of name would match "name".

   If a server does not support storing attributes with language tag
   options in the DIT, then any attribute descriptions in the list which
   include language tag options are to be ignored, just as if they were
   unknown attribute types.

   If a request is made specifying all attributes or an attribute is
   requested without providing a language tag option, then all attribute
   values regardless of their language tag option are returned.

   For example, if the client requests a "description" attribute, and a
   matching entry contains the following attributes:

      objectClass: top
      objectClass: organization
      O: Software GmbH
      description: software products
      description;lang-en: software products
      description;lang-de: Softwareprodukte

   The server would return:

      description: software products
      description;lang-en: software products
      description;lang-de: Softwareprodukte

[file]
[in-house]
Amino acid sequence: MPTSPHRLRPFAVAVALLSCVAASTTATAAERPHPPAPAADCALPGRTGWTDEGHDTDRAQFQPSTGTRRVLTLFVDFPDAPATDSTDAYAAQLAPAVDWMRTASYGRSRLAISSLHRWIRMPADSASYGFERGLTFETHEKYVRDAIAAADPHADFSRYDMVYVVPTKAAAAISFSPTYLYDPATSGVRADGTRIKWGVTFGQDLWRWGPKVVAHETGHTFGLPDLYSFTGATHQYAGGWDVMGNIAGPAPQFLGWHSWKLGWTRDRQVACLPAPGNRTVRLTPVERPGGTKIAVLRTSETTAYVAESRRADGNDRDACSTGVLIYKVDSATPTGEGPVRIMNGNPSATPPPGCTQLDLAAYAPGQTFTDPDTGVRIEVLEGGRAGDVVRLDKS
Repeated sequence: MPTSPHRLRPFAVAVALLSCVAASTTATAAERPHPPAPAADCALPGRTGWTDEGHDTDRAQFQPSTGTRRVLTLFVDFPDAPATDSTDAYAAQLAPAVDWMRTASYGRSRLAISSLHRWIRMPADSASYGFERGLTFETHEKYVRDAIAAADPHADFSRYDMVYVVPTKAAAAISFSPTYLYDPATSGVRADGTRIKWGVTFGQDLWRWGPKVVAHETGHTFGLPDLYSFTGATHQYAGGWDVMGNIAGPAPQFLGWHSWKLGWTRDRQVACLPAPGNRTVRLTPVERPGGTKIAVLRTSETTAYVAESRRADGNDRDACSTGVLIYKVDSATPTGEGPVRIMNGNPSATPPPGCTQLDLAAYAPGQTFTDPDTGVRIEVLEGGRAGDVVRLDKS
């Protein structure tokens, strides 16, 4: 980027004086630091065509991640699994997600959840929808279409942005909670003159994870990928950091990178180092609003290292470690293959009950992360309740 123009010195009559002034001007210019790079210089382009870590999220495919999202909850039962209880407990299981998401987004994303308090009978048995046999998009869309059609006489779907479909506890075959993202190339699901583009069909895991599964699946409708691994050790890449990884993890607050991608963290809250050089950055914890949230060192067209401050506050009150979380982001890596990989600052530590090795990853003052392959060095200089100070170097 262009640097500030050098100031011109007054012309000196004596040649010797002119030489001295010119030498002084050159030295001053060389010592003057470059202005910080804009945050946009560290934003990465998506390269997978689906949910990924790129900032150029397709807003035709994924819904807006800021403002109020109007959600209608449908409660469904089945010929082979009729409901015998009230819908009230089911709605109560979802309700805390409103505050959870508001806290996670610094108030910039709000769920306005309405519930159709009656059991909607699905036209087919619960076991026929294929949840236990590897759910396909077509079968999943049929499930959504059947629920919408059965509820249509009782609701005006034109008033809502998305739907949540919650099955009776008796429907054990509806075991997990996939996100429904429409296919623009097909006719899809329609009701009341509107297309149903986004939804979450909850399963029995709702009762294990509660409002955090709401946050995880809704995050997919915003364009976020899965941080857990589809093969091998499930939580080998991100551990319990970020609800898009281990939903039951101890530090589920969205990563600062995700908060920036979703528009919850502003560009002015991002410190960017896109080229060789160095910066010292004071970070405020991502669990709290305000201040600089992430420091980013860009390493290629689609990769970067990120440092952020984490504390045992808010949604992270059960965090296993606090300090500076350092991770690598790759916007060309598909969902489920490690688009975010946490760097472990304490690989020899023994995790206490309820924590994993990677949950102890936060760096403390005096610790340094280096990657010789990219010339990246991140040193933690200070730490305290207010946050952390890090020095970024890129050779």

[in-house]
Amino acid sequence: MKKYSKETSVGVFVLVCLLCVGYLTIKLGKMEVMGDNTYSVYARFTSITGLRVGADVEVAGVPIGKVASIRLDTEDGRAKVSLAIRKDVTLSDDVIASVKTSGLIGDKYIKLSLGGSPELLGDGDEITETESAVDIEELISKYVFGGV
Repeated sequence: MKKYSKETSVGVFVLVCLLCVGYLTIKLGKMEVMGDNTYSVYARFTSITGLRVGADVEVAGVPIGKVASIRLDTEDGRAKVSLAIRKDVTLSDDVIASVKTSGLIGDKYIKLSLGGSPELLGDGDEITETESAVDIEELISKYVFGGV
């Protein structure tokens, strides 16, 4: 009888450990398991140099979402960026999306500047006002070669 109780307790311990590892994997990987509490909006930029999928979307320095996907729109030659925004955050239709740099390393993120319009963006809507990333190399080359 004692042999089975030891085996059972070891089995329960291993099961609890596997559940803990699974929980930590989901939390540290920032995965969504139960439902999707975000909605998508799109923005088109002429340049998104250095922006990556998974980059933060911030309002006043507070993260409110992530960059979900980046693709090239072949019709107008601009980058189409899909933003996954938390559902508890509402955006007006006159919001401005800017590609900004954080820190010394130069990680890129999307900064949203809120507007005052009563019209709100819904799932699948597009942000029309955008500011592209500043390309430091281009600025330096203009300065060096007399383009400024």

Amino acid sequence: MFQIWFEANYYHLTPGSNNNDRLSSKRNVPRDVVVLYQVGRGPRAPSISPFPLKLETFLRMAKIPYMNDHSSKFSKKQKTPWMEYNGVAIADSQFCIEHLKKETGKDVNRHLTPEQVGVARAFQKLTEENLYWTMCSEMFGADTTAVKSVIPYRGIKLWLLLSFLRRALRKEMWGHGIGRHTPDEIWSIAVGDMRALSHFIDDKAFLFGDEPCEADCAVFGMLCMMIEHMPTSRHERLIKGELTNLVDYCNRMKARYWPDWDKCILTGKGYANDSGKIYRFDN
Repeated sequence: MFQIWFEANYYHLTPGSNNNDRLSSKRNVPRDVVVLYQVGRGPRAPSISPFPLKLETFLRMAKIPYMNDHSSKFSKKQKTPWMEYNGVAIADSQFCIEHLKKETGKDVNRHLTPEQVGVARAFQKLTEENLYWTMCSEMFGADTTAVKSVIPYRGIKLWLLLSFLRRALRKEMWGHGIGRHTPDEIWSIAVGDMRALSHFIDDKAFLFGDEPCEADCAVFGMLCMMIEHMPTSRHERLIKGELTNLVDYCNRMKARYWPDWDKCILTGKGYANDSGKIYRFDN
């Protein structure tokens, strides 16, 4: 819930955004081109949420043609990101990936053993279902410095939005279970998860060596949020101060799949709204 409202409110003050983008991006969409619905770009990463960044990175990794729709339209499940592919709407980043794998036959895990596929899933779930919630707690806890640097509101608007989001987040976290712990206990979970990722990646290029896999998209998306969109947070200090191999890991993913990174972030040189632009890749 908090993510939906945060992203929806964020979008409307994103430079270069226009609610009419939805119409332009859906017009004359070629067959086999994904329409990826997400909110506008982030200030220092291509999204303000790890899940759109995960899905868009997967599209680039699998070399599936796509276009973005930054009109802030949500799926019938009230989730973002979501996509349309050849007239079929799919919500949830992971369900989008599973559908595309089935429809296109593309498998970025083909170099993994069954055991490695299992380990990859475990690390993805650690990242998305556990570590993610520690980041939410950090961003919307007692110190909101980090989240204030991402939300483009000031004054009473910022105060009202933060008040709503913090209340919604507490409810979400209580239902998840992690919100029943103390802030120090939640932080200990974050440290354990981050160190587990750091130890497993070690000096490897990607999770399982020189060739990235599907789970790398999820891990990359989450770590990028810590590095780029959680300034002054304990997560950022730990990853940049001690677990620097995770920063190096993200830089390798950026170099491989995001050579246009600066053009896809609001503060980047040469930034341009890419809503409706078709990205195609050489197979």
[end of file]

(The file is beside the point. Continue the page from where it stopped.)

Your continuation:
2.4.  Compare

   Language tag options can be present in an AttributeDescription used
   in a compare request AttributeValueAssertion.  This is to be treated
   by servers the same as the use of language tag options in a search
   filter with an equality match, as described in Section 2.2.  If there
   is no attribute in the entry with the same attribute type or its
   subtype and contains each of the presented (or possibly other)
   language tag options, the noSuchAttributeType error will be returned.




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   Thus, for example, a compare request of type "name" and assertion